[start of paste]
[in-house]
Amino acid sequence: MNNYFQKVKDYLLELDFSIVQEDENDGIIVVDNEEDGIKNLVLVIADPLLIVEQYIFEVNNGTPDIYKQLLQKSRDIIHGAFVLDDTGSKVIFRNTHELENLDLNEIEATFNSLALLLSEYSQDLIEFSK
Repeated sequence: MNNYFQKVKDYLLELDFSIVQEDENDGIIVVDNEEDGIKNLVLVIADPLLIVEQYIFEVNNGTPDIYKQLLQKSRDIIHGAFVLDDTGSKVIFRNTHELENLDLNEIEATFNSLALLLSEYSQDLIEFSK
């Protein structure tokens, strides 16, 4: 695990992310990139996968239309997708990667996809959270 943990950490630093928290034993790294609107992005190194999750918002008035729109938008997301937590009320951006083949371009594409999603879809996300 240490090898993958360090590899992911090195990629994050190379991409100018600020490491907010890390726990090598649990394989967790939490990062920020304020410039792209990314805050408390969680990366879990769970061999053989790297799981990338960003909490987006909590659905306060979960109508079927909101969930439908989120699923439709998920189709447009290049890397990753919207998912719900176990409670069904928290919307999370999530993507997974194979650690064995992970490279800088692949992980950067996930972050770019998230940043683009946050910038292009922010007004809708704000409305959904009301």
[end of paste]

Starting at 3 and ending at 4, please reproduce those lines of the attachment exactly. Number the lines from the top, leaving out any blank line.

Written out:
Repeated sequence: MNNYFQKVKDYLLELDFSIVQEDENDGIIVVDNEEDGIKNLVLVIADPLLIVEQYIFEVNNGTPDIYKQLLQKSRDIIHGAFVLDDTGSKVIFRNTHELENLDLNEIEATFNSLALLLSEYSQDLIEFSK
């Protein structure tokens, strides 16, 4: 695990992310990139996968239309997708990667996809959270 943990950490630093928290034993790294609107992005190194999750918002008035729109938008997301937590009320951006083949371009594409999603879809996300 240490090898993958360090590899992911090195990629994050190379991409100018600020490491907010890390726990090598649990394989967790939490990062920020304020410039792209990314805050408390969680990366879990769970061999053989790297799981990338960003909490987006909590659905306060979960109508079927909101969930439908989120699923439709998920189709447009290049890397990753919207998912719900176990409670069904928290919307999370999530993507997974194979650690064995992970490279800088692949992980950067996930972050770019998230940043683009946050910038292009922010007004809708704000409305959904009301």